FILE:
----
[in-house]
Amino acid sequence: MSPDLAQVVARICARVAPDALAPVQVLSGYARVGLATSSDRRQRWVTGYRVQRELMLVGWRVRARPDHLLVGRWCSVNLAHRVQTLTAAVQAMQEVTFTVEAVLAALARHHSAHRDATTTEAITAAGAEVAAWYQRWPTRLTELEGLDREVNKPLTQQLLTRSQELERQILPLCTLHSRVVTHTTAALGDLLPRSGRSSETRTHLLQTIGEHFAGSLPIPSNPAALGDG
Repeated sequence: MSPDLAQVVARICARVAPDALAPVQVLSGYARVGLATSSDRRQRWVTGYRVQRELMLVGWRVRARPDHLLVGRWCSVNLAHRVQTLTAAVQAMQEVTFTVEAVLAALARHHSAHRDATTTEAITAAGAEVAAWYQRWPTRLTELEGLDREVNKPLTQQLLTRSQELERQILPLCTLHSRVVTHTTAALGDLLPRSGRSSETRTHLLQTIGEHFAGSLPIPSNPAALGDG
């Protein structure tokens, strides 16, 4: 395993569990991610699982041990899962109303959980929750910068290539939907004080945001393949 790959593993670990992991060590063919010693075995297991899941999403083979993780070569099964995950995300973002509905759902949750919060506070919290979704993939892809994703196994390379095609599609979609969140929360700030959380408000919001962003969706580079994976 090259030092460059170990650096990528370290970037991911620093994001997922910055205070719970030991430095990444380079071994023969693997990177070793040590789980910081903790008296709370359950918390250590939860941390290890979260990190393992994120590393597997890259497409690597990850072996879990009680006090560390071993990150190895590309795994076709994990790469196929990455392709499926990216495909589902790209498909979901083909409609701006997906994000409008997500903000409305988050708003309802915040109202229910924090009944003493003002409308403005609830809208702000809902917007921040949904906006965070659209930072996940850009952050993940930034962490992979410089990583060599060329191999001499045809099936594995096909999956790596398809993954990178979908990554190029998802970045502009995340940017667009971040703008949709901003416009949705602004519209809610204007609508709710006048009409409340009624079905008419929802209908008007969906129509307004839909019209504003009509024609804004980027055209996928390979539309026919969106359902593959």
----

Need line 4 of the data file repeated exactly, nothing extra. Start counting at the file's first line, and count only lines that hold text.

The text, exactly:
């Protein structure tokens, strides 16, 4: 395993569990991610699982041990899962109303959980929750910068290539939907004080945001393949 790959593993670990992991060590063919010693075995297991899941999403083979993780070569099964995950995300973002509905759902949750919060506070919290979704993939892809994703196994390379095609599609979609969140929360700030959380408000919001962003969706580079994976 090259030092460059170990650096990528370290970037991911620093994001997922910055205070719970030991430095990444380079071994023969693997990177070793040590789980910081903790008296709370359950918390250590939860941390290890979260990190393992994120590393597997890259497409690597990850072996879990009680006090560390071993990150190895590309795994076709994990790469196929990455392709499926990216495909589902790209498909979901083909409609701006997906994000409008997500903000409305988050708003309802915040109202229910924090009944003493003002409308403005609830809208702000809902917007921040949904906006965070659209930072996940850009952050993940930034962490992979410089990583060599060329191999001499045809099936594995096909999956790596398809993954990178979908990554190029998802970045502009995340940017667009971040703008949709901003416009949705602004519209809610204007609508709710006048009409409340009624079905008419929802209908008007969906129509307004839909019209504003009509024609804004980027055209996928390979539309026919969106359902593959």